Lightning Fast Lawyers

40 minutes apparently. That’s the time it takes to get to and from Bath County Court from chambers in Bristol. Or at least my clerks tell me (to snorts of derision from me) that this is all the LSC say I can claim. There is a list that tells them so.

Lets assume that we ignore the 10 minute fast paced walk between chambers and Bristol Templemeads. Let’s say for the sake of argument that this is not something I should be able to bill for. The train journey itself is between 11 and 15 minutes depending on which service you catch. The walk from the station to the court is 10 minutes at a fairly fast clip. I make the total time to and from Templemeads no less than 42 minutes. This does not allow for the time it takes to buy a ticket, the inevitable wait at the station on the return leg for a train to arrive (often 10-20 mins) and the 20 minutes to and from the starting station. And of course it does not factor in delays and cancellations. The reality is that this journey usually takes up around an hour and a half of my day. It is simply not possible to complete this journey in 40 minutes even if services run smoothly, and the LSC must know this.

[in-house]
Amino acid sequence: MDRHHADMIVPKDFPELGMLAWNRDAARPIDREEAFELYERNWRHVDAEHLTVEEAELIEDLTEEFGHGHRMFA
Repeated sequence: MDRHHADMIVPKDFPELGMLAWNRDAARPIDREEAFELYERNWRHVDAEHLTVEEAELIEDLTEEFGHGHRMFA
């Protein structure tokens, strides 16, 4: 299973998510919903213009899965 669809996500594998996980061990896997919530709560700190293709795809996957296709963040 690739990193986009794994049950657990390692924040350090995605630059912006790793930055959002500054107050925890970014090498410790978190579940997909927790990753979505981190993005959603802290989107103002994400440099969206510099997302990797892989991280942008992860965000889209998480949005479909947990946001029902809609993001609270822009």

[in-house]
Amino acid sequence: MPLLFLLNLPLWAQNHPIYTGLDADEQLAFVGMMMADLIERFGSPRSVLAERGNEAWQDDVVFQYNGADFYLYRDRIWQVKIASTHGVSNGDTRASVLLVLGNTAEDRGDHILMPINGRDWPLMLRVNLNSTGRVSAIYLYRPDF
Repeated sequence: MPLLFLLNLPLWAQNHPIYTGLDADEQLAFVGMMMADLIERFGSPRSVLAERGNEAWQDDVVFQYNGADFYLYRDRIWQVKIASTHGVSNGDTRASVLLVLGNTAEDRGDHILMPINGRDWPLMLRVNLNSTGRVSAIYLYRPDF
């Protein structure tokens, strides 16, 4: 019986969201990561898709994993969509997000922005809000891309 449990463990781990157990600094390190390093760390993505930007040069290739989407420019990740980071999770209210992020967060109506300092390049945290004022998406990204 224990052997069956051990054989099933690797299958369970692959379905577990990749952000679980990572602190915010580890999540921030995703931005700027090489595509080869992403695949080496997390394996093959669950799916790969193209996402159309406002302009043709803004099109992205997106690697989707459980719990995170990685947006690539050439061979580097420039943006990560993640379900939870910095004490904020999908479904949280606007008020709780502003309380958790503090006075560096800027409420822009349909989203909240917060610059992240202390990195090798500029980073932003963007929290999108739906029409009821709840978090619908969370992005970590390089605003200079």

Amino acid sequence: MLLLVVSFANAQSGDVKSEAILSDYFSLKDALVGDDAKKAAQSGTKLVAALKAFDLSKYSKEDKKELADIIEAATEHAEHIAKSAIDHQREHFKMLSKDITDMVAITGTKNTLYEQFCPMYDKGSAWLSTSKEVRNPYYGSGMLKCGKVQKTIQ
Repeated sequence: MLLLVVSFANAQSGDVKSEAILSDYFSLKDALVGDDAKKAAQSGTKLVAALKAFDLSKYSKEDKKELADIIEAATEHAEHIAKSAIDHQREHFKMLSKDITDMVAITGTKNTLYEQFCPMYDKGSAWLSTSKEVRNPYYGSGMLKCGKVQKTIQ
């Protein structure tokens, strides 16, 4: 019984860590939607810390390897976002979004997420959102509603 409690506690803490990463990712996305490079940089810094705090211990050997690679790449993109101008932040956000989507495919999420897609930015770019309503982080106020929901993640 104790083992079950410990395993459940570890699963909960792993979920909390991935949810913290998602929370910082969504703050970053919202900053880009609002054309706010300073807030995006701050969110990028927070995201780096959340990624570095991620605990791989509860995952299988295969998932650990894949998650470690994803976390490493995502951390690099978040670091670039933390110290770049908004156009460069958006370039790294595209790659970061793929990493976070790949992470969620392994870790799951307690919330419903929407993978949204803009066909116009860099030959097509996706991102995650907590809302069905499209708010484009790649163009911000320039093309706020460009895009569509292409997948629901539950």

It may seem like pedantry to quibble over a few minutes of travel time, but it does add up. And I sort of feel that if a payment for travel time doesn’t actually relate to the time spent travelling it would be better to add a fixed amount to the fee and ditch the travel claim altogether so we all know where we are.

If the LSC expects counsel to jog to and from court perhaps it could circulate a memo to that effect, and whilst they are at it they could amend the SIP form to include a claim for the cost of running shoes. It brings a new meaning to ‘fitness to practice’.

Barrister Facing Misconduct Charges For Graduated Fee Claim

I’m not going to comment on this news story in the Telegraph other than to say that: 1 The professional misconduct proceedings appear to be ongoing so we don’t know if the charges will be made out and 2 If true this does not reflect well on the bar and plays into the hands of those with a – shall we say – cynical view of how things work.